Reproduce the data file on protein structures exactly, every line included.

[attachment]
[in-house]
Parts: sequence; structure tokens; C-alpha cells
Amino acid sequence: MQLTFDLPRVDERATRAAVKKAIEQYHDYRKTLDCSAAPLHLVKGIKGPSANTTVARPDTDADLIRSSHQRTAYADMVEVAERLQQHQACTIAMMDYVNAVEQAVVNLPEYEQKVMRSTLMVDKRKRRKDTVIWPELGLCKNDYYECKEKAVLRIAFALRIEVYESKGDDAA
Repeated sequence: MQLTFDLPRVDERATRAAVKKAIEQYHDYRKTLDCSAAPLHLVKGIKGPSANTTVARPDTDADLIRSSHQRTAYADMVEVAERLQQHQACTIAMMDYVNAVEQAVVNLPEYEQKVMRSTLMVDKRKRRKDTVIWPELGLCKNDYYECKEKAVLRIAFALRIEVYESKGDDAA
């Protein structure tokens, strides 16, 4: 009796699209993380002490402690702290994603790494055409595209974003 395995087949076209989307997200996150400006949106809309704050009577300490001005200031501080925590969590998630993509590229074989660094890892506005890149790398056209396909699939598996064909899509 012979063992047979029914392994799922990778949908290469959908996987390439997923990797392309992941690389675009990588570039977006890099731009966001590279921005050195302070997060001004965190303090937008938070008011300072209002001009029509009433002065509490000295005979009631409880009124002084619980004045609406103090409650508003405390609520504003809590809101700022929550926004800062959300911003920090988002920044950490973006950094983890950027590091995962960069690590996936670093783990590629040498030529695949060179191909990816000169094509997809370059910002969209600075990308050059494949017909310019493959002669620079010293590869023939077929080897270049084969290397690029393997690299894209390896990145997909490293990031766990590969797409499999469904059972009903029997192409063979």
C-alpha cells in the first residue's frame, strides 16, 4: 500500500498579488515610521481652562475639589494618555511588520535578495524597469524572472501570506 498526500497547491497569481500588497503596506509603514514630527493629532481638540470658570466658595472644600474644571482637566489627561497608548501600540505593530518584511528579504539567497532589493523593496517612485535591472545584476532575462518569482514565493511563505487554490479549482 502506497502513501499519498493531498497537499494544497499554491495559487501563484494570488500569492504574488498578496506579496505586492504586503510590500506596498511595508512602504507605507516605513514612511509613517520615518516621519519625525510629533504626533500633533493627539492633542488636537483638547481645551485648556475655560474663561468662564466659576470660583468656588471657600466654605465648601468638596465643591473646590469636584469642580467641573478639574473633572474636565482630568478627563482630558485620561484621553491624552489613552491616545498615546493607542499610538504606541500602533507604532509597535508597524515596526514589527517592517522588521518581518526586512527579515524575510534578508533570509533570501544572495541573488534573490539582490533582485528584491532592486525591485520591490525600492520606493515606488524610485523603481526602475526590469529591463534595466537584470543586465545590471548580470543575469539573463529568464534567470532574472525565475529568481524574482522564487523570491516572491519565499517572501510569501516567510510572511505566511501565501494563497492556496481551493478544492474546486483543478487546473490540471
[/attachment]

[in-house]
Parts: sequence; structure tokens; C-alpha cells
Amino acid sequence: MQLTFDLPRVDERATRAAVKKAIEQYHDYRKTLDCSAAPLHLVKGIKGPSANTTVARPDTDADLIRSSHQRTAYADMVEVAERLQQHQACTIAMMDYVNAVEQAVVNLPEYEQKVMRSTLMVDKRKRRKDTVIWPELGLCKNDYYECKEKAVLRIAFALRIEVYESKGDDAA
Repeated sequence: MQLTFDLPRVDERATRAAVKKAIEQYHDYRKTLDCSAAPLHLVKGIKGPSANTTVARPDTDADLIRSSHQRTAYADMVEVAERLQQHQACTIAMMDYVNAVEQAVVNLPEYEQKVMRSTLMVDKRKRRKDTVIWPELGLCKNDYYECKEKAVLRIAFALRIEVYESKGDDAA
């Protein structure tokens, strides 16, 4: 009796699209993380002490402690702290994603790494055409595209974003 395995087949076209989307997200996150400006949106809309704050009577300490001005200031501080925590969590998630993509590229074989660094890892506005890149790398056209396909699939598996064909899509 012979063992047979029914392994799922990778949908290469959908996987390439997923990797392309992941690389675009990588570039977006890099731009966001590279921005050195302070997060001004965190303090937008938070008011300072209002001009029509009433002065509490000295005979009631409880009124002084619980004045609406103090409650508003405390609520504003809590809101700022929550926004800062959300911003920090988002920044950490973006950094983890950027590091995962960069690590996936670093783990590629040498030529695949060179191909990816000169094509997809370059910002969209600075990308050059494949017909310019493959002669620079010293590869023939077929080897270049084969290397690029393997690299894209390896990145997909490293990031766990590969797409499999469904059972009903029997192409063979």
C-alpha cells in the first residue's frame, strides 16, 4: 500500500498579488515610521481652562475639589494618555511588520535578495524597469524572472501570506 498526500497547491497569481500588497503596506509603514514630527493629532481638540470658570466658595472644600474644571482637566489627561497608548501600540505593530518584511528579504539567497532589493523593496517612485535591472545584476532575462518569482514565493511563505487554490479549482 502506497502513501499519498493531498497537499494544497499554491495559487501563484494570488500569492504574488498578496506579496505586492504586503510590500506596498511595508512602504507605507516605513514612511509613517520615518516621519519625525510629533504626533500633533493627539492633542488636537483638547481645551485648556475655560474663561468662564466659576470660583468656588471657600466654605465648601468638596465643591473646590469636584469642580467641573478639574473633572474636565482630568478627563482630558485620561484621553491624552489613552491616545498615546493607542499610538504606541500602533507604532509597535508597524515596526514589527517592517522588521518581518526586512527579515524575510534578508533570509533570501544572495541573488534573490539582490533582485528584491532592486525591485520591490525600492520606493515606488524610485523603481526602475526590469529591463534595466537584470543586465545590471548580470543575469539573463529568464534567470532574472525565475529568481524574482522564487523570491516572491519565499517572501510569501516567510510572511505566511501565501494563497492556496481551493478544492474546486483543478487546473490540471